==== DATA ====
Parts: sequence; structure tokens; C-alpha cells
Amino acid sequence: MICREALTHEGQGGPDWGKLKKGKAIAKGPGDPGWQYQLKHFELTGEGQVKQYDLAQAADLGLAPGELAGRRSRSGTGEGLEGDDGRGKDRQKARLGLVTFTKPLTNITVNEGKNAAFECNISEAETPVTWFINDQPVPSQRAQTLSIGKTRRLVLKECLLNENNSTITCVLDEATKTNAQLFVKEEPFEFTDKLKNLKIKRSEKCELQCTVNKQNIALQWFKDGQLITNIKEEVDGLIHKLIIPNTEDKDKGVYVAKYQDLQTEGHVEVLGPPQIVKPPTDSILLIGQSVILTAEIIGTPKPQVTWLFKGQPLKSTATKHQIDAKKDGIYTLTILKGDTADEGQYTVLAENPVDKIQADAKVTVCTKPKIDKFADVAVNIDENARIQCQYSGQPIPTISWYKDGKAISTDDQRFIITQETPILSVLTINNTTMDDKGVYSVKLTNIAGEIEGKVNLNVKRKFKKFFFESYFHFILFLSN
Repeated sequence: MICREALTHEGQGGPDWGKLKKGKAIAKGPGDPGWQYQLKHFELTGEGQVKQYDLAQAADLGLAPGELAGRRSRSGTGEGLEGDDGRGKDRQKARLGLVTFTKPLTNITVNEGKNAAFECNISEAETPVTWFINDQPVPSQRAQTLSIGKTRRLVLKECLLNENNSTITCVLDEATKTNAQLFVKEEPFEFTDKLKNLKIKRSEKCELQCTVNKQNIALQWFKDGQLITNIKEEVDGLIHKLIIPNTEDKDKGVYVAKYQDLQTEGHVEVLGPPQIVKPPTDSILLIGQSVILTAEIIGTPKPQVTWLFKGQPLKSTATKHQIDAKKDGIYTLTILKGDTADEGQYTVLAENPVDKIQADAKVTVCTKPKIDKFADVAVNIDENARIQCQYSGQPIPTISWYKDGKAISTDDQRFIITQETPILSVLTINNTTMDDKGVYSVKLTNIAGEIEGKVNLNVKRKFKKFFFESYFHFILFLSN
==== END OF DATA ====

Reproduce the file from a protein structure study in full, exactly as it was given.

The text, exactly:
Parts: sequence; structure tokens; C-alpha cells
Amino acid sequence: MICREALTHEGQGGPDWGKLKKGKAIAKGPGDPGWQYQLKHFELTGEGQVKQYDLAQAADLGLAPGELAGRRSRSGTGEGLEGDDGRGKDRQKARLGLVTFTKPLTNITVNEGKNAAFECNISEAETPVTWFINDQPVPSQRAQTLSIGKTRRLVLKECLLNENNSTITCVLDEATKTNAQLFVKEEPFEFTDKLKNLKIKRSEKCELQCTVNKQNIALQWFKDGQLITNIKEEVDGLIHKLIIPNTEDKDKGVYVAKYQDLQTEGHVEVLGPPQIVKPPTDSILLIGQSVILTAEIIGTPKPQVTWLFKGQPLKSTATKHQIDAKKDGIYTLTILKGDTADEGQYTVLAENPVDKIQADAKVTVCTKPKIDKFADVAVNIDENARIQCQYSGQPIPTISWYKDGKAISTDDQRFIITQETPILSVLTINNTTMDDKGVYSVKLTNIAGEIEGKVNLNVKRKFKKFFFESYFHFILFLSN
Repeated sequence: MICREALTHEGQGGPDWGKLKKGKAIAKGPGDPGWQYQLKHFELTGEGQVKQYDLAQAADLGLAPGELAGRRSRSGTGEGLEGDDGRGKDRQKARLGLVTFTKPLTNITVNEGKNAAFECNISEAETPVTWFINDQPVPSQRAQTLSIGKTRRLVLKECLLNENNSTITCVLDEATKTNAQLFVKEEPFEFTDKLKNLKIKRSEKCELQCTVNKQNIALQWFKDGQLITNIKEEVDGLIHKLIIPNTEDKDKGVYVAKYQDLQTEGHVEVLGPPQIVKPPTDSILLIGQSVILTAEIIGTPKPQVTWLFKGQPLKSTATKHQIDAKKDGIYTLTILKGDTADEGQYTVLAENPVDKIQADAKVTVCTKPKIDKFADVAVNIDENARIQCQYSGQPIPTISWYKDGKAISTDDQRFIITQETPILSVLTINNTTMDDKGVYSVKLTNIAGEIEGKVNLNVKRKFKKFFFESYFHFILFLSN